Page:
Not from the Holy Land trip, but a more recent journey to the Mongolian steppes — but all of life is pilgrimage, I guess! I was studying how common pool resources like pastures are used and governed. Night temperatures dipped to −12°C (and this is Autumn weather!), so we had to wrap up warm.
We stayed in a traditional Mongolian ger (yurt, in Turkic spelling) and the views were simply stunning — enough to prompt many moments reflecting on what cosmic, driving energy creates this sort of sheer, stark beauty.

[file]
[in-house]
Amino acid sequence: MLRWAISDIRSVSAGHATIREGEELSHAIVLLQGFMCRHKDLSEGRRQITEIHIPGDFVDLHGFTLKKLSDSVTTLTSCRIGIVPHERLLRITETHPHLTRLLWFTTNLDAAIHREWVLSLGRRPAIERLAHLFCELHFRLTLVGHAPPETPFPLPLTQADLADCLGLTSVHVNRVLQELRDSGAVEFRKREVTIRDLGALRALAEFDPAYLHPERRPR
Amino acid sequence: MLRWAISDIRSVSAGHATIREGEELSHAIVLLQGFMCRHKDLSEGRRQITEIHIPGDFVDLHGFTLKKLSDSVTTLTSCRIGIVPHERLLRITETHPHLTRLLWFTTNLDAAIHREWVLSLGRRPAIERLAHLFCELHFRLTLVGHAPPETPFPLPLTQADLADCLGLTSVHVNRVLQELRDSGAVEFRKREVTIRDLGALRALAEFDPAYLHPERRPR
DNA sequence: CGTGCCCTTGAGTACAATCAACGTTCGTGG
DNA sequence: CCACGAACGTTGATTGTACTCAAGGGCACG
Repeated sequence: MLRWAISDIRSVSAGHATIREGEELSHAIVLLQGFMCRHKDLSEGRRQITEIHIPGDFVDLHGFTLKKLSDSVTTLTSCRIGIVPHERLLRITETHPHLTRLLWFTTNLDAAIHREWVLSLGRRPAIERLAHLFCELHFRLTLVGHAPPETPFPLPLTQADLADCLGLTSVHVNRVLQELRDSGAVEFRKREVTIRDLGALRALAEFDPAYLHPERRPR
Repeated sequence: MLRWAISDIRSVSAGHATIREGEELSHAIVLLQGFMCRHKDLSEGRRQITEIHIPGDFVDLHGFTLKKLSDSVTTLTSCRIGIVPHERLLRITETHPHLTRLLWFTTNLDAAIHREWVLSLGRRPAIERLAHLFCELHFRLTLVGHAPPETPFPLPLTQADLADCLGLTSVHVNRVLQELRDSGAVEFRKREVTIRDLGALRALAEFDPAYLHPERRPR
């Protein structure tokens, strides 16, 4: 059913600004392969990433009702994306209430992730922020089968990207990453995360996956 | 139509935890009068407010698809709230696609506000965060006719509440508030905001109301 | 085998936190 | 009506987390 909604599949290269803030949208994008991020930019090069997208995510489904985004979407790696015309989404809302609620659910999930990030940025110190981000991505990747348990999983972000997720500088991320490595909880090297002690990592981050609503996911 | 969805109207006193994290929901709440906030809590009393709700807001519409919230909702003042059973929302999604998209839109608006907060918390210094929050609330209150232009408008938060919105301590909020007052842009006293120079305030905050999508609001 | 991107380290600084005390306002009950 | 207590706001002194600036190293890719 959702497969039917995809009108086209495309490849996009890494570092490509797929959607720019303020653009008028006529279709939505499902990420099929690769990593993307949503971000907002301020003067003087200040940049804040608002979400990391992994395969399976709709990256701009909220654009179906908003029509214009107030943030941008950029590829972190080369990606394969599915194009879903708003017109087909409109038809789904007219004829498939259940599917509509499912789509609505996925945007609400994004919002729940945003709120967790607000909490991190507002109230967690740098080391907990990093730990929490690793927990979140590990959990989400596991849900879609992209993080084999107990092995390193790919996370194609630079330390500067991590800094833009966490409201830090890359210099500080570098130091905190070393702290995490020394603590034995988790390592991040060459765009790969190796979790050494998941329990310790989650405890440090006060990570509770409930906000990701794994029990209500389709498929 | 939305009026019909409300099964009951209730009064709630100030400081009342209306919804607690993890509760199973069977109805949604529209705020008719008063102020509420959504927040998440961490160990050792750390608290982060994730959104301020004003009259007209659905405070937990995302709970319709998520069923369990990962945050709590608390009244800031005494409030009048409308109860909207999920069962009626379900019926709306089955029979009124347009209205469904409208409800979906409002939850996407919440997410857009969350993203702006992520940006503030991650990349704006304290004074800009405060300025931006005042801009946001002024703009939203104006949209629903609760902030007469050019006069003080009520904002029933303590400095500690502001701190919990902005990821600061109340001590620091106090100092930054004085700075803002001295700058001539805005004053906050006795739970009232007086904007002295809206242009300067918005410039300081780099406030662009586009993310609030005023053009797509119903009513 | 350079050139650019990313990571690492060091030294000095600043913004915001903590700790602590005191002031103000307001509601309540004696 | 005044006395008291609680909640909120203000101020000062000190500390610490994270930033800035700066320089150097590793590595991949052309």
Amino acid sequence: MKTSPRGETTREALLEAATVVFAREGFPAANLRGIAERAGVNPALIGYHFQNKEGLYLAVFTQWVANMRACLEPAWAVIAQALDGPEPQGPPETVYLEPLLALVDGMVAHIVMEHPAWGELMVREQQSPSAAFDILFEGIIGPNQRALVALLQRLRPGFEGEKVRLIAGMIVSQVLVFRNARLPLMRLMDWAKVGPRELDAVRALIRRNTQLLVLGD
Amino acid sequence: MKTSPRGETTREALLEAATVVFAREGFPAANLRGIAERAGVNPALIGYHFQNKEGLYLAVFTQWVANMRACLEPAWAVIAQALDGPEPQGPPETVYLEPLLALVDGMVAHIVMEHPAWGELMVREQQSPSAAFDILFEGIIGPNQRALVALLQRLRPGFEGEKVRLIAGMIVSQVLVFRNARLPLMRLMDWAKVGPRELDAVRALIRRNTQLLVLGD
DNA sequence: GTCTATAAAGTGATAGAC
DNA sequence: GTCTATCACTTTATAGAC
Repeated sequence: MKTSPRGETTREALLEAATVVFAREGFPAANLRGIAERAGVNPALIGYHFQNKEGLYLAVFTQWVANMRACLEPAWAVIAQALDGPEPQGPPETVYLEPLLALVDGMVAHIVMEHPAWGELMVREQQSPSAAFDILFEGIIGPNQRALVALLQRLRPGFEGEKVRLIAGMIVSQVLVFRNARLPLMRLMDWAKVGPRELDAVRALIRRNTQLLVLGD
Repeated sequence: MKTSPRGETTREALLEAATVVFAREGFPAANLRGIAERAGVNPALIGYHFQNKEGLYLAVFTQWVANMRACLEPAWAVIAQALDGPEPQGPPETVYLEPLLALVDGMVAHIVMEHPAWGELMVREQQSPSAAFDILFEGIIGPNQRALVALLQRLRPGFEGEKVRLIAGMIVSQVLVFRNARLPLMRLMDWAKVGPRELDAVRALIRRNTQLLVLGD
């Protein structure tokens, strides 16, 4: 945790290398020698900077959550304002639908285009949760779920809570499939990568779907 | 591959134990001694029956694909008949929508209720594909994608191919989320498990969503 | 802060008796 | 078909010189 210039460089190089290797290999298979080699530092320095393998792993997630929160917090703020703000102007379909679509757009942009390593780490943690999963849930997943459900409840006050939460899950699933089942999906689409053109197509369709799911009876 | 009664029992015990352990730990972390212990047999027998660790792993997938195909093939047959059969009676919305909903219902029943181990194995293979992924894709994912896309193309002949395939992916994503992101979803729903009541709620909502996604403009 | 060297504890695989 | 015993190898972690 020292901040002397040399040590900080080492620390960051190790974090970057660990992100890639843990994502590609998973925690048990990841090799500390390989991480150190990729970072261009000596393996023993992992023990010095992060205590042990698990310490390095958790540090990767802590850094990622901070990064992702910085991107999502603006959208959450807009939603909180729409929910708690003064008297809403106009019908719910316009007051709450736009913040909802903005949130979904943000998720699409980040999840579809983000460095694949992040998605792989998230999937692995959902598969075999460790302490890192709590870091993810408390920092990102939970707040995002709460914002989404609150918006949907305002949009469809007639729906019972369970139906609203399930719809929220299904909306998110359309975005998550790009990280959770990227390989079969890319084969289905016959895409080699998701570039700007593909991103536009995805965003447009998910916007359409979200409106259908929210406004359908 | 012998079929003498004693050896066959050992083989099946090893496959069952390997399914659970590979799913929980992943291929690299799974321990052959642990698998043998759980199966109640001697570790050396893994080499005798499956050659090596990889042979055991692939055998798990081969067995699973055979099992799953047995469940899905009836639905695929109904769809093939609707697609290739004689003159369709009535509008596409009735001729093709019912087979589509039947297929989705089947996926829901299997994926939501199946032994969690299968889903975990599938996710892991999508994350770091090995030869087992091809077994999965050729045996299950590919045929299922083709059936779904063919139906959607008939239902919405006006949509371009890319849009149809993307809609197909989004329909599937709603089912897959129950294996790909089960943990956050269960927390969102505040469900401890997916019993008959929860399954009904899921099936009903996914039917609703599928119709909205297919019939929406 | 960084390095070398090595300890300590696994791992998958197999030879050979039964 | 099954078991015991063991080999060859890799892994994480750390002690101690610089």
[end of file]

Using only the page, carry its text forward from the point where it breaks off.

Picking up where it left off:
But there were also reminders that the simplest things matter too. Our nomad friends advised us that the best way to stay warm was to burn dung in our ger’s stove — mostly from cows, horses, sheep and goats. This was a truly circular economy — everything is either eaten (flesh and milk), used (bone/wool), made into products (milk/curd), or recycled (dung and the burnt ash from it).
After a long day walking through the cold, it was amazing how welcome the sight of baskets of dung could be — quiet reminders that shit doesn’t just happen, but is sometimes among the most important things around!